13-1-2 Peter Our Example
Peter is set up as our example and pattern. The records portray him in
such a way that we see so clearly the similarities between him and us.
The good intentions, the flashes of zeal, the miserable failures, the
essential loyalty to the Man who was better than he. The Gospels also
portray Peter as the representative of the group of disciples. It is Peter
who answers when the Lord asks a question of them all (Mk. 8:29 cp. the
other accounts). The way Jesus looks upon all the disciples as He speaks
to Peter makes Peter some kind of representative of them all in the Lord’s
eyes (Mk. 8:33). In Mt. 16:17 Peter is commended for having had the Father
reveal Jesus to Him. Yet Mt. 11:27 says that the Father reveals the identity
of His Son to all who truly come to Him. Thus Peter is representative
of all who have truly perceived the Son’s identity in Jesus of Nazareth.
In one Gospel, all the disciples ask a question, while in the parallel
passage Peter is stated to have asked it (Mk. 7:17 cp. Mt. 15:15 and Mt.
21:20 cp. Mk. 11:21). Even outsiders considered Peter to be representative
of all the disciples (Mt. 17:24). “Peter and those with him” is how the
group is described (Mk. 1:36; Lk. 8:45 Gk.; 9:32). Peter’s crucial confession
that he believed that Jesus was the Son of God is repeated almost verbatim
by all the disciples, some time later (Jn. 6:69; 16:30). He is truly the
When about to drown, Peter our example called out: “Lord, save me” (Mt.
14:30); and He was saved. When he later preached to the crowds, he encouraged
them to likewise call upon the name of the Lord and be saved (Acts 2:39).
He saw himself then and there, in all his weakness and yet sincere desperation,
as the epitomy of us all. But the parallels don’t stop there. Peter had
asked the Lord bid him ‘Come unto me’ (Mt. 14:28). Yet this is the very
language of the Lord to all: ‘Come unto me...’. Yet Peter went further;
in the same way as the Lord stretched forth His hand and saved Peter,
so He stretches forth His hand, Peter observed, to save all who would
come to Him (Mt. 14:31 = Acts 4:30). But Peter is framed as Jesus, in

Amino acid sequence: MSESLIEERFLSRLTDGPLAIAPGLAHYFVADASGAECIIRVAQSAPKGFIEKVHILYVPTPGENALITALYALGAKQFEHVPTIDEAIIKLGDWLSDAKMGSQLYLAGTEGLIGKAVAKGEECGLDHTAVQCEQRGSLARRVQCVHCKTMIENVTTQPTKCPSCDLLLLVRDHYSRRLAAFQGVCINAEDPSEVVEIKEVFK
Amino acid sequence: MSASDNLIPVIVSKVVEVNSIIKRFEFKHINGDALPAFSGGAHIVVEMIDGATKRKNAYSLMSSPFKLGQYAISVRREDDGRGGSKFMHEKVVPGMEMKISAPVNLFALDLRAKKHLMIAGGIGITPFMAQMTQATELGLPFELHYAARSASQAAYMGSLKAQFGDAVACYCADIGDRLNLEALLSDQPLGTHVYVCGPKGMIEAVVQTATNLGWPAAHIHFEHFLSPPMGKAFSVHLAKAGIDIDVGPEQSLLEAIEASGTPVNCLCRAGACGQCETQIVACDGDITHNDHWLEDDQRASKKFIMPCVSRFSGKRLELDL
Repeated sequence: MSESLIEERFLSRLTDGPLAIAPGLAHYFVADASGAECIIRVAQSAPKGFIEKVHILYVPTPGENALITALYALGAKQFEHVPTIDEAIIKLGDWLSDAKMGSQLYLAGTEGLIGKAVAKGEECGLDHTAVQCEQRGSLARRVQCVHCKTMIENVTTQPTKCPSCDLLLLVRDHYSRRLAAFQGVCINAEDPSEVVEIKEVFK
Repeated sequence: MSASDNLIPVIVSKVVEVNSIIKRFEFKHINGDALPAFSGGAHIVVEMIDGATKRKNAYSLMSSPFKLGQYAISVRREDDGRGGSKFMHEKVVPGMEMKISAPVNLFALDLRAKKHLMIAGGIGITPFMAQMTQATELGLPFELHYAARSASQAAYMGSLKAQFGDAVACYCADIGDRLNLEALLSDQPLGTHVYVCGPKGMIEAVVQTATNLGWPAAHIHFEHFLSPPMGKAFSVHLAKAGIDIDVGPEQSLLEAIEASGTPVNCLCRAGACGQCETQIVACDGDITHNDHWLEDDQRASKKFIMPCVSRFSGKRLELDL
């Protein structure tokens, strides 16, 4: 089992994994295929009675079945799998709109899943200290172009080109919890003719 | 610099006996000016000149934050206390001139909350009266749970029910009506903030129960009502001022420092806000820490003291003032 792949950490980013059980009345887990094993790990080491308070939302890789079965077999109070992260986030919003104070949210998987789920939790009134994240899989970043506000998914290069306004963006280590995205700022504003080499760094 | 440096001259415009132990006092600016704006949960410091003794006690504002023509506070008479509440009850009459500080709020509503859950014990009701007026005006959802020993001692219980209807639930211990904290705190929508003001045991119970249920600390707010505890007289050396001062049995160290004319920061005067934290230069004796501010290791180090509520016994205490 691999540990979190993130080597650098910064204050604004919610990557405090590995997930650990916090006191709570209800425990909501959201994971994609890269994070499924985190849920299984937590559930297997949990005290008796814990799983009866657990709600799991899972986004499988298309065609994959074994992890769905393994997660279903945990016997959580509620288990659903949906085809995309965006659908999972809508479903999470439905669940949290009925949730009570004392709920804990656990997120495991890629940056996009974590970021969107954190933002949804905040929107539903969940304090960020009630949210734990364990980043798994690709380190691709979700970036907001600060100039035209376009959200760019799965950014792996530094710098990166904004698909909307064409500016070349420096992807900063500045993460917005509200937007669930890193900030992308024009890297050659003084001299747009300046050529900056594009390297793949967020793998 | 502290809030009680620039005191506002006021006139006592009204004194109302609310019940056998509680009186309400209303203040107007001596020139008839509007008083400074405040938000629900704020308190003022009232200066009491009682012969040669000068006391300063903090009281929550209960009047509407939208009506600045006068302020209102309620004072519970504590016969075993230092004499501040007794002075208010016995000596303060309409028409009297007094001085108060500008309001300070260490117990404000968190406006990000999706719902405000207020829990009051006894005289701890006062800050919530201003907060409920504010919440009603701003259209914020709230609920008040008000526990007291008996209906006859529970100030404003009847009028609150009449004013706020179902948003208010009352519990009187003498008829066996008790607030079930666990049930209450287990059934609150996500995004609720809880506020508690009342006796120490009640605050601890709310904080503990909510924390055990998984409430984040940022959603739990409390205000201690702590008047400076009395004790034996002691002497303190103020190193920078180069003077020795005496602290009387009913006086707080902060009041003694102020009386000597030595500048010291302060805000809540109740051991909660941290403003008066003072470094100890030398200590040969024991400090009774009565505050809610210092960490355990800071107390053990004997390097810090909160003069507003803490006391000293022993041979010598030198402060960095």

that he too stretched out his hand to save others as Jesus had done to
him (Mt. 14:35 = Acts 5:15,16; Mt. 14:31 = Acts 3:7), bidding them come
through the water of baptism as Jesus had done to him. As Jesus was worshipped
after saving Peter, so men tried to worship Peter (Mt. 14:33 = Acts 3:11).
So Peter went through what we all do- having been saved by Jesus, having
come to Him and having been rescued by the outstretched arm, he responds
to this by doing the same for others.
When the Lord
“caught” hold of Peter as he sunk in the waves (Mt. 14:31), a Greek word
is used which occurs only once elsewhere: “He did not take hold [s.w. to
catch] of Angels, but of the seed of Abraham” (Heb. 2:16). The Hebrew
writer was surely alluding to the Lord’s ‘catching’ of desperate Peter and
pulling him to salvation- and saw in Peter a symbol of all those who will
be saved by Christ.
The evolution of Peter’s spirituality was influenced by a growing appreciation
of the Lordship of Jesus, of His grace, and the real import of His cross.
But fuelling this dynamic was an ever deeper realization of his own personal
sinfulness. This was and is crucial for every man in Christ.
“When thou art converted, strengthen thy brethren” (Lk. 22:32) found
its’ fulfilment in the Lord’s interview with Peter in Jn. 21. Three times
He asks him: ‘do you love me?’, and three times he invites Peter to care
for the lambs and sheep- to strengthen his brethren. The triple denial
and the triple re-enstatement and triple confession of love both occurred
by a fire, a charcoal fire on each occasion (Jn. 18:18; 21:9)
just to heighten the evident connection. Peter’s conversion can therefore
be equated with his response to the denials- the repentance, the realization
of his own frailty, and desperate acceptance of the Lord’s gracious pardon.
Yet Peter invites his fellow elders: “feed the flock of God”, repeating
the Lord’s commission to him, as if he saw in himself a pattern for each
man who would take any pastoral role in Christ’s ecclesia. The implication
is that each man must go through a like conversion. And Peter points out
that we are “a royal priesthood”, as if he saw each believer as a priest
/ pastor. Peter is our example. We all deny our Lord, camoflauge it and
justify it as we may. We all stand in Peter’s uncomfortable shoes. We
do in principle what Judas did.